How do statin proponents deal with debate? They stifle it.

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Last month, one of my blog posts featured a letter written by a group of doctors, expressing their concerns about the mooted expansion of statin therapy. The letter detailed six major objections to the plan, including the mass-medicalization of millions of healthy individuals, the unreliability of the evidence regarding the adverse effects of statins, and the facts that almost all the evidence is industry-funded and that multiple conflicts of interest exist on the ‘expert committee’ that is adjudicating on the statin issue. The letter received widespread coverage in the press and other media, and I think it did much to stoke the flaming debate that some have described as the ‘statin wars’.

Those strongly supportive of the plans to widen statin prescriptions are hardly going to go away without a fight, though. And this week six professors convened a press briefing at the Science Media Centre to put forward their arguments. The briefing was reported in the British Medical Journal this week [1].

Two of the ‘usual suspects’ were Professor Sir Rory Collins (head of the Cholesterol Treatment Trialists collaboration) and Professor Peter Weissberg (medical director of the British Heart Foundation).

One of Professor Collins’ gripes was, apparently, that “misrepresenting the evidence” will have a negative impact on people who are at high risk of cardiac events. He is quoted as saying: “It’s perfectly reasonable to debate whether patients at lower risk should get statins or not, but it’s inappropriate to misrepresent the evidence.”

He redoubled his assertion that rates of ‘myopathy’ are much lower than some people state. However, he is referring to the incidence of muscle problems where the threshold of ‘abnormal’ is when levels of the enzyme used to assess muscle damage (creatinine kinase) is at least 10 times the upper limit of normal. Professor Sir Rory Collins is apparently disinterested unless muscles are in near-meltdown. We can, I suppose, just ignore those poor unfortunates with less biochemical aberrations even though their symptoms are real and often debilitating. I think it’s clearly business as usual for Rory Collins, who makes claims that some are misleading the public while I think he, ahem, continues to mislead the public.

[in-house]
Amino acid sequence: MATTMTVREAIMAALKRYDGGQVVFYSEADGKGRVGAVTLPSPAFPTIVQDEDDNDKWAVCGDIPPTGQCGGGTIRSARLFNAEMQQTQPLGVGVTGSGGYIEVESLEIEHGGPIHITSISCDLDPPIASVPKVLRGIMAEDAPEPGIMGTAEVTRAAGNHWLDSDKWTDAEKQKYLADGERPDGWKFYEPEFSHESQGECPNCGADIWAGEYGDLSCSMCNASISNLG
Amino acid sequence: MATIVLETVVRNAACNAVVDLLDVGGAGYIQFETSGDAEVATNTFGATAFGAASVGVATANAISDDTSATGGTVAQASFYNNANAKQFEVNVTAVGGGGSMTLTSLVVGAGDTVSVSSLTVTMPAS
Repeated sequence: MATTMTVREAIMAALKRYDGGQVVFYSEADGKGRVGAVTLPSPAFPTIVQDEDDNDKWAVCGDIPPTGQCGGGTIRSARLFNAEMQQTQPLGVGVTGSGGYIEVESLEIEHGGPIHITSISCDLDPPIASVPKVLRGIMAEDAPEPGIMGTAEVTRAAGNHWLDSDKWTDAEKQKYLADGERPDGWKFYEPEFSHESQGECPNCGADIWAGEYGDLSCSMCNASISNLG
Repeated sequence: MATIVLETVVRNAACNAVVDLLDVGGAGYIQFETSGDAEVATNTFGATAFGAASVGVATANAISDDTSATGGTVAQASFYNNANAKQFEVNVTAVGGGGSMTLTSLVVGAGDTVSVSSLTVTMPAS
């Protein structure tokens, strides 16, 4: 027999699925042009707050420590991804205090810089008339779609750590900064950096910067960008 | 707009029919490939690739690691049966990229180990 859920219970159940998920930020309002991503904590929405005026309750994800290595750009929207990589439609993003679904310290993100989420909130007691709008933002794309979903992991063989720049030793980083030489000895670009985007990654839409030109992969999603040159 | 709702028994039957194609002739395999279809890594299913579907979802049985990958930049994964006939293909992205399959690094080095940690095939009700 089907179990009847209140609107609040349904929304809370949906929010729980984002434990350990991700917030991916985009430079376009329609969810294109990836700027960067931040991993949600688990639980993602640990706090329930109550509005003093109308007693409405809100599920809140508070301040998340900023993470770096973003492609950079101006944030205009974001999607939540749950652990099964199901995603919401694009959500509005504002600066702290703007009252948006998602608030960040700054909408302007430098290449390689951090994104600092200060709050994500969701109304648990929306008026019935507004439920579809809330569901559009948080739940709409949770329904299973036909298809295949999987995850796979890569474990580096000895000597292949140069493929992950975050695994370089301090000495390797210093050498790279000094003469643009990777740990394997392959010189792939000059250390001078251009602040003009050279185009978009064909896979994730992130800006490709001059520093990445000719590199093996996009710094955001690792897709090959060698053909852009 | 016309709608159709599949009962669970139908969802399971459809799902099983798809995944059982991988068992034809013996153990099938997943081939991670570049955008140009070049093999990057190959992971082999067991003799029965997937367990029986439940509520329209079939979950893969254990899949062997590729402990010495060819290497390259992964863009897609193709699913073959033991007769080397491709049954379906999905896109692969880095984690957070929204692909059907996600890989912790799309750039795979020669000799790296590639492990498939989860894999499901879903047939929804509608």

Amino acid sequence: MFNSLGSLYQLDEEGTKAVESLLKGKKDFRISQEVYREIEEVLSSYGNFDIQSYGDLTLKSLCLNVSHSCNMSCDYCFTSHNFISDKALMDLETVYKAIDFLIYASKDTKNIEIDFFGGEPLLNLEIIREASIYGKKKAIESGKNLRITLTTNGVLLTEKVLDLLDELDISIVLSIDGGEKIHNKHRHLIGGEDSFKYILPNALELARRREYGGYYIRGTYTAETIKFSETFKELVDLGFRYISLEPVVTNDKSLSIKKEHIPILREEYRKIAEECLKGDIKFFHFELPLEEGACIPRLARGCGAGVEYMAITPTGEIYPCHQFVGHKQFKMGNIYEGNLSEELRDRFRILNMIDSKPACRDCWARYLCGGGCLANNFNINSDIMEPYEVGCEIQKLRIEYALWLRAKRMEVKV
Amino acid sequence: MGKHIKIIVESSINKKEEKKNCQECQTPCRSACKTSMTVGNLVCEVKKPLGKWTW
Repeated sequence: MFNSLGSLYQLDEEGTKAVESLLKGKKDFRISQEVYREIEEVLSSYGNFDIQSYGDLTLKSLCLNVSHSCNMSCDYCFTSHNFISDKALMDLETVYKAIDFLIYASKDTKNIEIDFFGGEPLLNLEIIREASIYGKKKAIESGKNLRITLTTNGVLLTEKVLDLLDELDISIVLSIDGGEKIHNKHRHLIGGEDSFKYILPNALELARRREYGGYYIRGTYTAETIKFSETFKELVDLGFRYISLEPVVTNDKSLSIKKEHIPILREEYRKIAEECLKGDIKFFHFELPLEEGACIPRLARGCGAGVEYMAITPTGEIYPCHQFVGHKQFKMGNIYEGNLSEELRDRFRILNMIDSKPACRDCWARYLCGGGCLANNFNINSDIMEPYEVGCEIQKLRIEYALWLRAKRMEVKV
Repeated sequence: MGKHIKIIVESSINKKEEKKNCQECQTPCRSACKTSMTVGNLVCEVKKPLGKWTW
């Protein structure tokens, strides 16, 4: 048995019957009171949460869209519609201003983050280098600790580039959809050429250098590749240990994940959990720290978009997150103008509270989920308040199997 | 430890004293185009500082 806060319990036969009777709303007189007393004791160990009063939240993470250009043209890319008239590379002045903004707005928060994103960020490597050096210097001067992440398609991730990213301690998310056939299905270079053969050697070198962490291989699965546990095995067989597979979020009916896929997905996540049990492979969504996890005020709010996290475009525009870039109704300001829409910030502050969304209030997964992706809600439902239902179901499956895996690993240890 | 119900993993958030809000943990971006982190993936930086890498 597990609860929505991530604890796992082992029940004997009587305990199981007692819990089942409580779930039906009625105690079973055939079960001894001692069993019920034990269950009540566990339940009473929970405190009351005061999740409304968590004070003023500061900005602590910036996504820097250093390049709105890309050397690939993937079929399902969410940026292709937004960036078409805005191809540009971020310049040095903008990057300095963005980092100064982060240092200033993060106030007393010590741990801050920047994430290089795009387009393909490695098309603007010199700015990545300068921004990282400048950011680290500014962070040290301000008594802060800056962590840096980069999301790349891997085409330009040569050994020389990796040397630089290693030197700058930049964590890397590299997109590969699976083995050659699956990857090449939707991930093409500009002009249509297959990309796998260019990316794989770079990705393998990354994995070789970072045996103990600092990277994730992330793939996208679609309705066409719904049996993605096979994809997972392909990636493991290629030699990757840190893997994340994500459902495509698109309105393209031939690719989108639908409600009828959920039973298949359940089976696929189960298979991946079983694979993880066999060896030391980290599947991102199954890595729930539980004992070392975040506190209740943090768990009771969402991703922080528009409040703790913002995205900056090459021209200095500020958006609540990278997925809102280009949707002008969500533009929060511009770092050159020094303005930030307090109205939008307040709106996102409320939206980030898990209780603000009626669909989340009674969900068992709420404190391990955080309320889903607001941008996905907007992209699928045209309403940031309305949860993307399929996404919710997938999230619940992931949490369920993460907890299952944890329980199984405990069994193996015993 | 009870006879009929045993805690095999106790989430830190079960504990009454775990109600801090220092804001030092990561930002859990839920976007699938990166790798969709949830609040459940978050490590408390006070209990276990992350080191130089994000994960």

Professor Weissberg tells us that the “…the critics are wrong. They’ve retracted, they’re wrong.” Except, that the only thing that has been retracted were the misleading representations of statin side-effects as reported in one piece of research. All the major objections detailed in the original letter stand until someone properly disputes them.

With regard to these, Professor Weissberg calms any concerns about industry involvement in the evidence base, because drug companies only paid people to do the studies, rather than the drug companies doing the studies themselves. So, nothing to concern ourselves with here.

He adds that: “The biggest threat to good medicine is prejudice and anecdote.” I have some sympathy for this view, but boy would I like to see Professor Weissberg stay away from prejudice and anecdote myself. It was not so long ago that he made claims to support statins using data that did not support the use of statins at all.

And perhaps the most telling thing of all are the comments that come from Fiona Fox, director of the Science Media Centre. Apparently, only pro-statin experts were invited to the briefing. In defence of this tactic, Ms Fox tells us that the “vast majority” of cardiac and statin experts believed that the evidence was overwhelming, and that it was not the centre’s job to provide a platform to a minority who did not and thereby project a false image that the debate was in equipoise (when it was not).

First of all, I wouldn’t be too sure that the evidence is overwhelming or that the pro-statin camp is in the great majority.  And even if there things were true, is that a reason to stifle debate and allow no right of reply?

Do these tactics suggest that Professors Collins and Weissberg and the rest of their merry band of men have true confidence in their position? I personally doubt it, and believe that their attempt to shut down debate suggests they may be desperate not to have the weakness of the data and their arguments revealed in front of their very own eyes.


1. Hawkes N, et al. Six professors back NICE guidance on extending use of statins. BMJ 2014;349:g4380


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